• Staples: 98% of pages requested fail to connect iPhone, Android, and Blackberry shoppers with mobile content.
  • Office Depot: 99% of pages requested fail to connect iPhone, Android, and Blackberry shoppers with mobile content.

 

If you are investing in website marketing, you will want to be sure that you are making the most of every opportunity, including rapidly expanding mobile opportunities. The World Wide Web Consortium has an online tool called W3C mobileOK Checker that can help you to analyze your website’s level of mobile friendliness. The mobileOK test results will reveal how effective your website is in several areas, and offer best practice suggestions for improvement.

Contact Upright to assist you in developing a plan for making the most of mobile search.

Google Tags Expires – Need a Boost?

After only one year, Google is discontinuing Google Tags.  Tags was a tool that enabled local businesses to promote specific areas of their business for $25/month.  Are you running a Tag currently?  Here are examples of how these bright yellow call-outs appear in local Google results:

Announcement

An excerpt from Google’s brief email notice to Tags users: “We are retiring Google Tags for all users on April 29, 2011. No action is required on your part, and your Places account and listing will continue to work as usual. Effective today, no new tags can be created, but all active tags will keep running to the end of April for free.

Reasoning

Many argue that the axe of Google Tags is simply a transition in lieu of Google Boost, which also supports local small businesses.  Like Tags previously, Google Boost enables business owners to create online search ads from their Google Places account.  The main difference is that Boost ads use a unique blue pinpoint marker, and ads are eligible to appear both within Google Adwords sponsored listings and beside the map in local searches:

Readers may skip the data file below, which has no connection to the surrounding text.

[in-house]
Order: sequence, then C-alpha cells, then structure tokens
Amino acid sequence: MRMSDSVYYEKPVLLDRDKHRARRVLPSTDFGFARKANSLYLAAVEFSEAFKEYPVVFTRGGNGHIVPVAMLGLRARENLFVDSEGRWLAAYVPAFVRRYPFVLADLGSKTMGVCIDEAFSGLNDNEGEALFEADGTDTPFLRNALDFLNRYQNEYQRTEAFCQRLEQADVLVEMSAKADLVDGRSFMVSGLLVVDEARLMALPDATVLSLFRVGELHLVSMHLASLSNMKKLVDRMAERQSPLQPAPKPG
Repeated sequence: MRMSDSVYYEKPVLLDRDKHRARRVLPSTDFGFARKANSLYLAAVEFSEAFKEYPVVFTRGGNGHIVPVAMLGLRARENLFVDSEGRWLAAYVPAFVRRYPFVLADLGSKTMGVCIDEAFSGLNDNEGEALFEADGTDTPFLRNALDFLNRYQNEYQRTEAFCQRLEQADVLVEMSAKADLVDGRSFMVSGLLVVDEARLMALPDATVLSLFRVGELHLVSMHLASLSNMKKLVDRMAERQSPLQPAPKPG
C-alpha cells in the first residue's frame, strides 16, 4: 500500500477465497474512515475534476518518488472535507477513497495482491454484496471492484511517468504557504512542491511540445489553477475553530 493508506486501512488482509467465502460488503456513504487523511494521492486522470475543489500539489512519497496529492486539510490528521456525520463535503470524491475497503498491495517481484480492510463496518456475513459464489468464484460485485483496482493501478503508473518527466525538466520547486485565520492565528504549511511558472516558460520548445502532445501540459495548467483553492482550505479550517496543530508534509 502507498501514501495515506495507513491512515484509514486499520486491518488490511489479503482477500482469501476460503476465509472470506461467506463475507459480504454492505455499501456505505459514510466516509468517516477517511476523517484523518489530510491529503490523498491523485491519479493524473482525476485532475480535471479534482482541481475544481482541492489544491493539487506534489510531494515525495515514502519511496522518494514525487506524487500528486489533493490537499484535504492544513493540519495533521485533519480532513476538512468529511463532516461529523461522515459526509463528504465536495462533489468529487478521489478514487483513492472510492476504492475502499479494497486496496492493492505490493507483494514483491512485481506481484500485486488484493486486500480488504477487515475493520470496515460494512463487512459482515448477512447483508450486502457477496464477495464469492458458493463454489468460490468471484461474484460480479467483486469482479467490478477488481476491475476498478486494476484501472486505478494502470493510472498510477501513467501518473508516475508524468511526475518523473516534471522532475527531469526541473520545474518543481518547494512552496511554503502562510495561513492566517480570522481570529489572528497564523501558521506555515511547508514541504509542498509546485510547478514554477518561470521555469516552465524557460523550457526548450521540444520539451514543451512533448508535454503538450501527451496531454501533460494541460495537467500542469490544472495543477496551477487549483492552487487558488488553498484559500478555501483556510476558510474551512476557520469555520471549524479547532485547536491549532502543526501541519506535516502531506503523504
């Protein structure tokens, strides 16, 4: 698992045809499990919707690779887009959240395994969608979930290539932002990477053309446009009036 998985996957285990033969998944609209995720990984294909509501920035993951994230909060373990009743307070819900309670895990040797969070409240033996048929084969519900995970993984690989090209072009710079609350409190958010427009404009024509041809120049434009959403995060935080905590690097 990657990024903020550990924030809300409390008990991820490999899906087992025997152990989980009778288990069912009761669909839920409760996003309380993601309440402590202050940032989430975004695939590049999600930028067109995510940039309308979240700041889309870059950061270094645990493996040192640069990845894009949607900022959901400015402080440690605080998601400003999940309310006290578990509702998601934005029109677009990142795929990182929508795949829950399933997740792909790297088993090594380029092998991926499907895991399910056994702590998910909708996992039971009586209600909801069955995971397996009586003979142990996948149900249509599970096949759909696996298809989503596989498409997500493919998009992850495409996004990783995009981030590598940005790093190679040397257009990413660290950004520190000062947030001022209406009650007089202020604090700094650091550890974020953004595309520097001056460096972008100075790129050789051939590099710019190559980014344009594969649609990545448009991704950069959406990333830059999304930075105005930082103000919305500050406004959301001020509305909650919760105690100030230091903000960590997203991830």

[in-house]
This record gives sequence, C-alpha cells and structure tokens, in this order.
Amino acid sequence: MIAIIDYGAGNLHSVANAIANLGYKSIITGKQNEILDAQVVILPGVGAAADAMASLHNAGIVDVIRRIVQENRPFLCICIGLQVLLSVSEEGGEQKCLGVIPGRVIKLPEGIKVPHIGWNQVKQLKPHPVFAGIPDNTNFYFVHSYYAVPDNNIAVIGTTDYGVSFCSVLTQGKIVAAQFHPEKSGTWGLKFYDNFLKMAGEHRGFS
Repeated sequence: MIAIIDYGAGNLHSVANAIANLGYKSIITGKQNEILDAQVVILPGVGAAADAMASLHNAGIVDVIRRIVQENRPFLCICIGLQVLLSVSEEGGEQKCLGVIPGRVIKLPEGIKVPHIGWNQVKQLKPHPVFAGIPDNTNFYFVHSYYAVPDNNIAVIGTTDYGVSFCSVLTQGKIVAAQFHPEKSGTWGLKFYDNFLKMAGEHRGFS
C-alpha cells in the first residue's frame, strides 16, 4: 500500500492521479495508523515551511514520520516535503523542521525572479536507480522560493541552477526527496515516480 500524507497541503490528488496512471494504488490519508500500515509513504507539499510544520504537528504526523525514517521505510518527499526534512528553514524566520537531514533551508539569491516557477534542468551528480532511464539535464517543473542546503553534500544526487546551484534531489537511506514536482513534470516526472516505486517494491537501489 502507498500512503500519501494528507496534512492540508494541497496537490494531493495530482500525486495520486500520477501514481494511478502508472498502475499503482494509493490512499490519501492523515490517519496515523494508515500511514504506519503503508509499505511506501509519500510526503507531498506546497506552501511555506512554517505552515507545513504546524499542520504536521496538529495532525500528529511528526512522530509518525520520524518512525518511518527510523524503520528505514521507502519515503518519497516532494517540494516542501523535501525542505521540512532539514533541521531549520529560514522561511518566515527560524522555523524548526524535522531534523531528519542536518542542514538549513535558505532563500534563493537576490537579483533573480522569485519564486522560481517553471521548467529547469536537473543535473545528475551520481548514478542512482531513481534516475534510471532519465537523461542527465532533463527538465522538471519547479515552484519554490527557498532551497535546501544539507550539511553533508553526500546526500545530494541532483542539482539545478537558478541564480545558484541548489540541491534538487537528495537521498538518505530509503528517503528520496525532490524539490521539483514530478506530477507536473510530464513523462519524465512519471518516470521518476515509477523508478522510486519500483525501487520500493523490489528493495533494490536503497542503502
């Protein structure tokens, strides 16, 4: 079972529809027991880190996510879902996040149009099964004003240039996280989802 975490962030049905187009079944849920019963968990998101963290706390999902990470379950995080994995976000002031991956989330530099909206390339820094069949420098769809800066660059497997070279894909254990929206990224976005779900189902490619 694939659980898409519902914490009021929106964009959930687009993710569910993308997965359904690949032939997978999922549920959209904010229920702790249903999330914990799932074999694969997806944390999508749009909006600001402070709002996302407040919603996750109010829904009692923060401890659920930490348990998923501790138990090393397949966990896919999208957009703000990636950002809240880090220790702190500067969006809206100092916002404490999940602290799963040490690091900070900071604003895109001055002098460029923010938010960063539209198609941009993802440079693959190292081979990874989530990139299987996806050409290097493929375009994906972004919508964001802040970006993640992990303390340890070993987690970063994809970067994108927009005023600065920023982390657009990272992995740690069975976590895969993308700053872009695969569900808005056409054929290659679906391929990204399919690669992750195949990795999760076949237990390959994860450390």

In addition, its payment plan differentiates Google Boost from Google Tags.  Boost bills users on an automatic pay-per-click basis, versus a monthly standard cost.

Resources

  • For setup instructions and to read pros/cons of Google Boost, please click here.
  • For Google’s official Google Boost manual, please click here.

Bing Business Portal

UPDATE: Are business listings you created in Bing Local missing when you log into the new Bing Business Portal?  We’ve noticed across several clients that business listings claimed before April 1 have not migrated into the Bing Business Portal.  Others have also noted this in Bing’s forums.  Bing recommends that you fill out this online form if previously-claimed locations are missing from the Bing Business Portal.